U.S. could finish the smart grid by 2040, says researcher
By: SGN Staff
Quick Take: Newton-Evans Research believes the U.S. has under-utilized capacity to modernize its grid. Based on years of surveying U.S.-based manufacturers, the firm says there is plenty of capacity, both in manufacturing and in systems integration. If the country was to tap into this capacity, "nationwide grid modernization efforts could be largely completed by 2040," including widespread energy storage.- By Jesse Berst
September 25, 2013. Ellicott City, Maryland â€“ A new study titled American Manufacturing and Systems Integration Capabilities for Power Grid Modernization provides specific guidance from manufacturers and systems integration firms concerning readiness to serve.
Newton-Evans Research believes that American manufacturers can accommodate more rapid growth in U.S. grid modernization efforts than currently exists. Based on repeated surveys of key manufacturing companies active in grid modernization product development and firms involved with grid management and control systems integration activities, there is sufficient manufacturing and integration capacity to meet expected demand levels for almost all core components of the smart grid investment grant program identified by the U.S. Department of Energy as well as additional grid modernization components studied by Newton-Evans Research Company. The latter group includes the intelligent electronic devices required for various automation projects from transmission and distribution level applications down to smart infrastructure equipment.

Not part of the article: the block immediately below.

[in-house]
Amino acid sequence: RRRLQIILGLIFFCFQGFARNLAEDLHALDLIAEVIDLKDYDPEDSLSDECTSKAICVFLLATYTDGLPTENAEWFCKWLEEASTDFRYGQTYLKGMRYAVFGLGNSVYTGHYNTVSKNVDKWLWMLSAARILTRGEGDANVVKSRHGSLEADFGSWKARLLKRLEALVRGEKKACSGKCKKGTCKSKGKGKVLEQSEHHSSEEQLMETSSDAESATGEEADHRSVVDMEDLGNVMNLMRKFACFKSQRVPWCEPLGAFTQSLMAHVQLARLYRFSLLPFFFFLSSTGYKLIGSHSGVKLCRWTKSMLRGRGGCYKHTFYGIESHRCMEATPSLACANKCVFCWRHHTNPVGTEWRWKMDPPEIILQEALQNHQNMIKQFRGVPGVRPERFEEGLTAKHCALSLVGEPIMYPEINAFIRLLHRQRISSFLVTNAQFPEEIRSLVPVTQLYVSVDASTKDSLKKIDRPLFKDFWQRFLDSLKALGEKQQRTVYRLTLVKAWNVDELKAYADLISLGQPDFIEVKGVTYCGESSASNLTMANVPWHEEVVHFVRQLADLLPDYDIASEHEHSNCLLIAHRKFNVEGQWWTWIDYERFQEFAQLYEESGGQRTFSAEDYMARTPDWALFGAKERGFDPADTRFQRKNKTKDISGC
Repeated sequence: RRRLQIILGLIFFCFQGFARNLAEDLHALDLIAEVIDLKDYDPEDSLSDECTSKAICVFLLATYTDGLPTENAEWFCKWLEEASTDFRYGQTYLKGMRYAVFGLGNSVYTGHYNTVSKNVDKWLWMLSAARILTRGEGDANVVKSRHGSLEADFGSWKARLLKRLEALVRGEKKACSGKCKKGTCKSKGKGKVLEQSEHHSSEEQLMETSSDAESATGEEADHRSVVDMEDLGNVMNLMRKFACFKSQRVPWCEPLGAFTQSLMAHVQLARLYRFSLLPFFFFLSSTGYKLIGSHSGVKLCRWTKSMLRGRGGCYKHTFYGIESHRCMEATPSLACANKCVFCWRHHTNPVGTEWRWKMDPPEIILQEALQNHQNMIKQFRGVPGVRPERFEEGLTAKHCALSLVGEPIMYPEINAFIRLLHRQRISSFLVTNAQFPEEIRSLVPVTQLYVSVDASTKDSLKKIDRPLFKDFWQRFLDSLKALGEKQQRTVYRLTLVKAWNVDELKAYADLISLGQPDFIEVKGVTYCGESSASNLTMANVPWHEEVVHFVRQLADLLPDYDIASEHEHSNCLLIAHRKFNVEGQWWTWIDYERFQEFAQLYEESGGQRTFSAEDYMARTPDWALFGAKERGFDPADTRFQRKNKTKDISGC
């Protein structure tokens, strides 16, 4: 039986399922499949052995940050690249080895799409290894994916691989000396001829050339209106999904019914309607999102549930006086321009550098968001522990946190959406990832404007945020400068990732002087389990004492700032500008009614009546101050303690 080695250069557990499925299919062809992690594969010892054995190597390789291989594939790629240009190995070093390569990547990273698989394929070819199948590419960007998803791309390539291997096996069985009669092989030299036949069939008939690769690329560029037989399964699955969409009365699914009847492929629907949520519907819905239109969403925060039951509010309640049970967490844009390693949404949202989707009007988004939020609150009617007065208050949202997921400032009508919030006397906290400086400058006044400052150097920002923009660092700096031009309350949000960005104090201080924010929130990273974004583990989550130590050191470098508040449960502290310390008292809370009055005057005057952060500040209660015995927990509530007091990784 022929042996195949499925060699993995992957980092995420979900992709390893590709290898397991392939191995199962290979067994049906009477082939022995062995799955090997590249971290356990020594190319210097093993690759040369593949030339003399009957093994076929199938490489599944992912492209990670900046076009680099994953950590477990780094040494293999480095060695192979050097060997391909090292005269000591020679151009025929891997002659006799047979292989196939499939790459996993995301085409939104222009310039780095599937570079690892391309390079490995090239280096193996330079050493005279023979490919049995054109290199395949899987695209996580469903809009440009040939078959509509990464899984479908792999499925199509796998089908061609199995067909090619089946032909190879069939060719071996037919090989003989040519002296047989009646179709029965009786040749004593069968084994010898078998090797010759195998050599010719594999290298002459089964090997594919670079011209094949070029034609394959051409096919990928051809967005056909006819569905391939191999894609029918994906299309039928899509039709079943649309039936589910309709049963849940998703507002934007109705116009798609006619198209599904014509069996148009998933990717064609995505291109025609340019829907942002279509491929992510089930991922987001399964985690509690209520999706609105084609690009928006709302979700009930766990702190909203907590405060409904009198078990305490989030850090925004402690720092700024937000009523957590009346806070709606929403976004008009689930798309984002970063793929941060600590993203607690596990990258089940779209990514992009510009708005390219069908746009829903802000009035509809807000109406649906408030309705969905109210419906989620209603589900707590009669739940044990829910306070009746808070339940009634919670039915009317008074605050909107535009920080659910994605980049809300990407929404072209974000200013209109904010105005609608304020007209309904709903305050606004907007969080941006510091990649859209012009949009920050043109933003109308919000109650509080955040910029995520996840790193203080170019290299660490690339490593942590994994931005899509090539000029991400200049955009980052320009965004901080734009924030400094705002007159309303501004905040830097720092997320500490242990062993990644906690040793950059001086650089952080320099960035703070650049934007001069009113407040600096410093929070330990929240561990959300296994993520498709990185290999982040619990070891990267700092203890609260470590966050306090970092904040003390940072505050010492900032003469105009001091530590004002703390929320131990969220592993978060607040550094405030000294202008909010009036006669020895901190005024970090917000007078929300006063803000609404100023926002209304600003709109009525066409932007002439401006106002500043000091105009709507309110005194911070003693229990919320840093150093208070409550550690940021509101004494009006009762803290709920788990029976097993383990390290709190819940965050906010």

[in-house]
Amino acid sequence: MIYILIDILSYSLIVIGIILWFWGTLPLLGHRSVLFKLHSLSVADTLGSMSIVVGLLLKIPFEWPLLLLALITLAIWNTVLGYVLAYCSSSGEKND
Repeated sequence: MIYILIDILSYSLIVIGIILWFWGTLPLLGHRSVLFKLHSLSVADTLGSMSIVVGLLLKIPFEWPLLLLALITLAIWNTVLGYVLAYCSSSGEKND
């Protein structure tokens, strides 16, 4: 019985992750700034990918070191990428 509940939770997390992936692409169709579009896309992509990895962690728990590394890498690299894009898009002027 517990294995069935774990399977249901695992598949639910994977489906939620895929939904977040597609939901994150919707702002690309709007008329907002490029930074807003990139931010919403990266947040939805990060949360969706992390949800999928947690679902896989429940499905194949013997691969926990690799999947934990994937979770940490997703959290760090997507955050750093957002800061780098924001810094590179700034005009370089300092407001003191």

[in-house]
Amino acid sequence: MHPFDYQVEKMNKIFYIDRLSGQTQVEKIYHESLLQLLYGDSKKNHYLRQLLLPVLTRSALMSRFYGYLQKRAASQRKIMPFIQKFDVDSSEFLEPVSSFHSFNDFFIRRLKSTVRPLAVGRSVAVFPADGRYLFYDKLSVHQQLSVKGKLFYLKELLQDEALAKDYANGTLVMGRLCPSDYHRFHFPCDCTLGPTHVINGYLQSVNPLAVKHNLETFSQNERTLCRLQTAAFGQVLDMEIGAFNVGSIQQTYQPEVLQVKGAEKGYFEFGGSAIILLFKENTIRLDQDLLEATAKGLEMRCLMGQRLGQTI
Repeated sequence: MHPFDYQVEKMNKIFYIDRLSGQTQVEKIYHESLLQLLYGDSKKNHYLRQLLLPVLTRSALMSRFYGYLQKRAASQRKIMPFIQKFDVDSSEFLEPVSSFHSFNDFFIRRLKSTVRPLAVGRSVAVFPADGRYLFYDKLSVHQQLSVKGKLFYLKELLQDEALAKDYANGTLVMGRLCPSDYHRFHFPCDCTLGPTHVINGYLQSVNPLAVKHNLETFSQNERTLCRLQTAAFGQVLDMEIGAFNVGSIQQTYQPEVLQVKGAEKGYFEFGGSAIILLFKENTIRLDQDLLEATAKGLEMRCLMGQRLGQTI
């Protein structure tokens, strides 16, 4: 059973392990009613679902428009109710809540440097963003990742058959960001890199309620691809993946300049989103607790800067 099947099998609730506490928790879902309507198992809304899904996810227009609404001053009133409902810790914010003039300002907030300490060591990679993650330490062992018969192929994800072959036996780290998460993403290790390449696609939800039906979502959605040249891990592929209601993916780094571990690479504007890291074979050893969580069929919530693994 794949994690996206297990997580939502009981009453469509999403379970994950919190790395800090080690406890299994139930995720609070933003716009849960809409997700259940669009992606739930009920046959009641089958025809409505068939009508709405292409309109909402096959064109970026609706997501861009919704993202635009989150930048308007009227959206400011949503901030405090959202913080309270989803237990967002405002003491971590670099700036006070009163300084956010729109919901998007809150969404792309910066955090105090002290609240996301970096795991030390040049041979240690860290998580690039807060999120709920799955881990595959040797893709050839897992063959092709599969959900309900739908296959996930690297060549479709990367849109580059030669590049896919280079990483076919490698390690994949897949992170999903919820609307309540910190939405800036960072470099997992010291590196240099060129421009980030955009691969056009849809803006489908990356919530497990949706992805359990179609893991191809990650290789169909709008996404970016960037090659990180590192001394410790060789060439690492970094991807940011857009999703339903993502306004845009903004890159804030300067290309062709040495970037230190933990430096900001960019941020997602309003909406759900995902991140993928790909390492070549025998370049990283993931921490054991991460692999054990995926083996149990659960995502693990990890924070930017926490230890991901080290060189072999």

Regarding the nation's ability to increase systems integration workloads and capabilities, there is sufficient integration expertise available to expand usage levels of the following: (1) dynamic transmission line rating systems; (2) synchrophasor-related monitoring systems used in the nation's high-voltage transmission networks; (3) operational control systems deployed for power generation management, transmission and distribution network operations and outage management; (4) information technology with which to intelligently manage deployments of grid modernization components, including telecommunications and analytical tools.
Newton-Evans' ongoing discussions and formal studies with suppliers, consultants and utilities have enabled the research firm to develop an independent update and prepare a fresh outlook for each of the DOE-identified smart grid components and a number of additional grid modernization components. Nationwide grid modernization efforts could be largely completed by 2040, including widespread deployment of a variety of scalable energy storage devices sited along the electric power delivery network and at customer premises, according to these observations and insights.